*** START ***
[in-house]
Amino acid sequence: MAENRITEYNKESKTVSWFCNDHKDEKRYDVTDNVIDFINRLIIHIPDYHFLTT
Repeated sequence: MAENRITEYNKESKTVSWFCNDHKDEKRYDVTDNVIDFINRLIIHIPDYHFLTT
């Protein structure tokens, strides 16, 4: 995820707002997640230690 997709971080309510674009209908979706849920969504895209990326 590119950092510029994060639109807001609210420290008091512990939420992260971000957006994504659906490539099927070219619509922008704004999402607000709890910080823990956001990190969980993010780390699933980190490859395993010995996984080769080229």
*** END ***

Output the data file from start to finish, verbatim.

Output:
[in-house]
Amino acid sequence: MAENRITEYNKESKTVSWFCNDHKDEKRYDVTDNVIDFINRLIIHIPDYHFLTT
Repeated sequence: MAENRITEYNKESKTVSWFCNDHKDEKRYDVTDNVIDFINRLIIHIPDYHFLTT
């Protein structure tokens, strides 16, 4: 995820707002997640230690 997709971080309510674009209908979706849920969504895209990326 590119950092510029994060639109807001609210420290008091512990939420992260971000957006994504659906490539099927070219619509922008704004999402607000709890910080823990956001990190969980993010780390699933980190490859395993010995996984080769080229």